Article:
With the benefit of hindsight, it appears that the right decision would have been to announce that the money market had broken down and that Libor could not be computed. But this would have exacerbated the perception that the global financial system was in collapse. Most contracts written in terms of the Libor rate did not have a clause covering a situation where Libor was not observed. To ignore the problems with setting the Libor was perhaps a practical decision taken by banks, the BBA, and the US and UK governments. After the issue came to light, the blame is being put solely on bankers, who no doubt were complicit, but maybe not much more than the regulators.
Producers of some other information products acted differently during the crisis. For example, a rate that ran into trouble in autumn 2008 was about inflationary expectations in the US market. Trading in inflation-linked bonds collapsed. The US Fed responded to the lack of liquidity in the US Treasury Inflation-Protected Securities (TIPS) market by halting the daily information release of the implied inflation rate. However, there was no large financial market predicated on this implied inflation rate, so few ripples were created by suspending the production of this information.
Looking forward, we should see that information production is a critical function underlying the financial system. Data production should be seen alongside credit rating, accounting, auditing etc as the vital infrastructure that shapes the markets. Governments and regulators should take interest in how data is generated in these fields.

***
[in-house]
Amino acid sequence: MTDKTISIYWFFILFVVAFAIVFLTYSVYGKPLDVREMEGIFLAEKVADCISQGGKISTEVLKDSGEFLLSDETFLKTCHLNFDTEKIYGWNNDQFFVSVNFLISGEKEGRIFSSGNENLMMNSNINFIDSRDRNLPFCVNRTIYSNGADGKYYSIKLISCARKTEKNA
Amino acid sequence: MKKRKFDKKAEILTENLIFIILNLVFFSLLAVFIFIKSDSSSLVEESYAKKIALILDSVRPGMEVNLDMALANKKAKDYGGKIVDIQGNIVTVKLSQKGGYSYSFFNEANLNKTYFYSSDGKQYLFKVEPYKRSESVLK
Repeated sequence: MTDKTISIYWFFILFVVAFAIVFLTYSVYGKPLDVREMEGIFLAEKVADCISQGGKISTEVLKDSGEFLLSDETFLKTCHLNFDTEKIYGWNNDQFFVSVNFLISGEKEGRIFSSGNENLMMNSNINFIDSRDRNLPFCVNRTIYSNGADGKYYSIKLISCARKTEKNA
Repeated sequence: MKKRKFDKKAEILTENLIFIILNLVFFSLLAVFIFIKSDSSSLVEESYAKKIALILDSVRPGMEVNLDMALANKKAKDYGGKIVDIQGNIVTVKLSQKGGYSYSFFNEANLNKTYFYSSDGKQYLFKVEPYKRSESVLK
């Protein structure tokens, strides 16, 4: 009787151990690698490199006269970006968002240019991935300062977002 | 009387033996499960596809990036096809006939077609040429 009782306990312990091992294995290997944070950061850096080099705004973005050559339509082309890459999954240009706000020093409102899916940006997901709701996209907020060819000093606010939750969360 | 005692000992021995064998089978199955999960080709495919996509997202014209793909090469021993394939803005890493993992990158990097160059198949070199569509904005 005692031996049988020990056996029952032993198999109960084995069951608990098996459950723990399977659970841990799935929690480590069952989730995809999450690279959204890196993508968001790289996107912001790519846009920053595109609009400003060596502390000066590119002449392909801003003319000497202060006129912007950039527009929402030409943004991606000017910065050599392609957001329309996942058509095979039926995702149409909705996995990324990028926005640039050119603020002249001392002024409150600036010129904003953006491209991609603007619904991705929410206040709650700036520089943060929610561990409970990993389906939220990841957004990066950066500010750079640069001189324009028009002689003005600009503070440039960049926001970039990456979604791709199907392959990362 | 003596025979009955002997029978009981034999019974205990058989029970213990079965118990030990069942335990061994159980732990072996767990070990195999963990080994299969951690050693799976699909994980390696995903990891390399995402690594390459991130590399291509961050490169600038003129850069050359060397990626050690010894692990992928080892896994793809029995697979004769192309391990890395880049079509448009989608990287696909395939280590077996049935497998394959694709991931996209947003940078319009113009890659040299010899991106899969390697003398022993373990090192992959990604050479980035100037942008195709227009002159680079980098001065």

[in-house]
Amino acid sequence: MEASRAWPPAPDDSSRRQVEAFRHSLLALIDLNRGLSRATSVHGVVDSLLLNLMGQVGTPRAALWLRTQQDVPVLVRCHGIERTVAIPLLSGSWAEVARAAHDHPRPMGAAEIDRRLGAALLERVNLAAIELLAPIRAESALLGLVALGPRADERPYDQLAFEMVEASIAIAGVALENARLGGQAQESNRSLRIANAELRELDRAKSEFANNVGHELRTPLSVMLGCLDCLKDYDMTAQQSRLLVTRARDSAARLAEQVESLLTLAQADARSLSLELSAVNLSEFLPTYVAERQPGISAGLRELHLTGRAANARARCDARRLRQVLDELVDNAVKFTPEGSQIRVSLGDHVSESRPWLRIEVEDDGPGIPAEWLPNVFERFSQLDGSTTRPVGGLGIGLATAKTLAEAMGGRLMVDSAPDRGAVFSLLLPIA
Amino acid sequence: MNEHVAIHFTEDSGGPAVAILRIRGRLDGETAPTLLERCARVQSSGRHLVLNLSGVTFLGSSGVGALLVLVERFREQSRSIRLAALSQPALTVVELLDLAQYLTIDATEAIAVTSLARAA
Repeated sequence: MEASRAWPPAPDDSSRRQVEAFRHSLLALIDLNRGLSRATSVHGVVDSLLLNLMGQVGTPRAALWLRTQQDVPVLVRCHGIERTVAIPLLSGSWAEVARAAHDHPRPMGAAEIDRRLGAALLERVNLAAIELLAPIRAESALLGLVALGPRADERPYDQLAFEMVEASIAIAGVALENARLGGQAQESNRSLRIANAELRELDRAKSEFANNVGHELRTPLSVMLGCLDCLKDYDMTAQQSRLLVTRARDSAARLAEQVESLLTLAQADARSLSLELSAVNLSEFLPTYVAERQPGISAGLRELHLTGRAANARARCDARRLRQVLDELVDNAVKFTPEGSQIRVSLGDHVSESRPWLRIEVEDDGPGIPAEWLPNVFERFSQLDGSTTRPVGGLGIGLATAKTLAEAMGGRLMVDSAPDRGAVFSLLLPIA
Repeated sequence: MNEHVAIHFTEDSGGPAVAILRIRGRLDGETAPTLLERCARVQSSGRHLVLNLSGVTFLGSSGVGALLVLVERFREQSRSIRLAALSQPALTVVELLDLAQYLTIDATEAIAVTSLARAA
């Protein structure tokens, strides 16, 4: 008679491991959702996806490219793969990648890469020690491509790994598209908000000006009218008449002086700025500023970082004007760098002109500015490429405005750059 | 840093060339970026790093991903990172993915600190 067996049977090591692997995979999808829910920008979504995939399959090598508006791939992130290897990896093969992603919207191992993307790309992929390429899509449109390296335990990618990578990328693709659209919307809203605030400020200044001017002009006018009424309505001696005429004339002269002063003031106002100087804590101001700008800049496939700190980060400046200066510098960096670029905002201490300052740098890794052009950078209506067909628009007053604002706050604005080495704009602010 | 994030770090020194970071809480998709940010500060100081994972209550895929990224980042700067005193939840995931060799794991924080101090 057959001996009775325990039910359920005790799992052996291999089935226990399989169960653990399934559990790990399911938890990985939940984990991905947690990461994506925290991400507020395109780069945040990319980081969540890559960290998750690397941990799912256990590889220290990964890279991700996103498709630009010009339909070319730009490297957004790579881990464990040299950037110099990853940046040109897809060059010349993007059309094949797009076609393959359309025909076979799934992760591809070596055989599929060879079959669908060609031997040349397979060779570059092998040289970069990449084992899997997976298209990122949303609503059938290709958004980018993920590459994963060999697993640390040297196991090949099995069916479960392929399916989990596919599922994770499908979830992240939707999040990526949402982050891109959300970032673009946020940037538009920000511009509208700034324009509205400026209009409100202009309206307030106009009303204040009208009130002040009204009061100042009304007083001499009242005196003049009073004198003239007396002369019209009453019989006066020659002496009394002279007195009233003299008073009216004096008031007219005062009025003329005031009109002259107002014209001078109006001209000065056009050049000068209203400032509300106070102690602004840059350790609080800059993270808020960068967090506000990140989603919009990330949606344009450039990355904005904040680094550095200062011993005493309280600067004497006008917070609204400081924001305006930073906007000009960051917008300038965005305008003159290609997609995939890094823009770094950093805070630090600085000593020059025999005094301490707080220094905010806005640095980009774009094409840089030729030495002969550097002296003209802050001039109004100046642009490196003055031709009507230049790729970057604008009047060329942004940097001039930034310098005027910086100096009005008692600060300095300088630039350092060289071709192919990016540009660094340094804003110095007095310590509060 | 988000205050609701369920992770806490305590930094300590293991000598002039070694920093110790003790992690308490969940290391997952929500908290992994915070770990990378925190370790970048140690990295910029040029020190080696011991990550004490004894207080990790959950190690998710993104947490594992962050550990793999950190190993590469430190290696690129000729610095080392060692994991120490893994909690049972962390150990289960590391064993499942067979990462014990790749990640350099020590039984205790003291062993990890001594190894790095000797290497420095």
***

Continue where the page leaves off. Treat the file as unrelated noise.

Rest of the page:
Data is often collected by a market participant or a self-regulatory body. Such bodies may often serve the interests of their members; it may make sense to shift critical data functions away from them towards neutral bodies that have no stake in financial market outcomes. Exchanges are vital sources of data: this is one more reason why the ownership and governance of exchanges is a major issue that should concern policy-makers. When an exchange is conflicted by profit motive, there are incentives to undermine the integrity of information coming out of it.
Better methodologies need to be put in place to improve the statistical system underlying finance. Regulators need to engage in oversight of the methods and operational aspects of these information products. The mechanical transplantation of methods used in the West may often not be appropriate in India.
Even governments may misrepresent data on different macroeconomic variables to present a favourable picture of the economy. In India it is sometimes suspected that data such as the Index of Industrial Production and GDP are being wrongly reported. Revisions of past data downwards show higher growth in current periods, often strengthening this suspicion. The independence of the data-collection agency is crucial if the data is to be credible. In recent times there has been enormous unhappiness over the high volatility, frequent mistakes and repeated revisions in production data in India. If data is being collected and released by the government, which stands to benefit in some ways from it, and it keeps undergoing these frequent changes, it is difficult to have faith in the numbers being released. An important lesson from the Libor scandal is the importance of independent oversight of data collection, methods and release.